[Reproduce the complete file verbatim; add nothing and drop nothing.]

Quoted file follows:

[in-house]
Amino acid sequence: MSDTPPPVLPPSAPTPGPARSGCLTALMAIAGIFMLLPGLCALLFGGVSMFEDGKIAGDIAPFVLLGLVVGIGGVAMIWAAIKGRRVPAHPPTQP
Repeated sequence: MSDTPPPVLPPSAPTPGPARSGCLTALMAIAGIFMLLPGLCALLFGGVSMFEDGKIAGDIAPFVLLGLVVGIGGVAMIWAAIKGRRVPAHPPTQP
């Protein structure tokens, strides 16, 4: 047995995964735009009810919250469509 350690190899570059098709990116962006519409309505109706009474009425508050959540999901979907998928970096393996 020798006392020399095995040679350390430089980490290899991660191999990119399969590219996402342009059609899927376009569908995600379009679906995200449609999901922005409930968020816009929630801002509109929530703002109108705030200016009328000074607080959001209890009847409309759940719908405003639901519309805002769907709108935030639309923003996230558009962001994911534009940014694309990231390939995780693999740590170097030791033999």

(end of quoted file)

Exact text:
[in-house]
Amino acid sequence: MSDTPPPVLPPSAPTPGPARSGCLTALMAIAGIFMLLPGLCALLFGGVSMFEDGKIAGDIAPFVLLGLVVGIGGVAMIWAAIKGRRVPAHPPTQP
Repeated sequence: MSDTPPPVLPPSAPTPGPARSGCLTALMAIAGIFMLLPGLCALLFGGVSMFEDGKIAGDIAPFVLLGLVVGIGGVAMIWAAIKGRRVPAHPPTQP
């Protein structure tokens, strides 16, 4: 047995995964735009009810919250469509 350690190899570059098709990116962006519409309505109706009474009425508050959540999901979907998928970096393996 020798006392020399095995040679350390430089980490290899991660191999990119399969590219996402342009059609899927376009569908995600379009679906995200449609999901922005409930968020816009929630801002509109929530703002109108705030200016009328000074607080959001209890009847409309759940719908405003639901519309805002769907709108935030639309923003996230558009962001994911534009940014694309990231390939995780693999740590170097030791033999």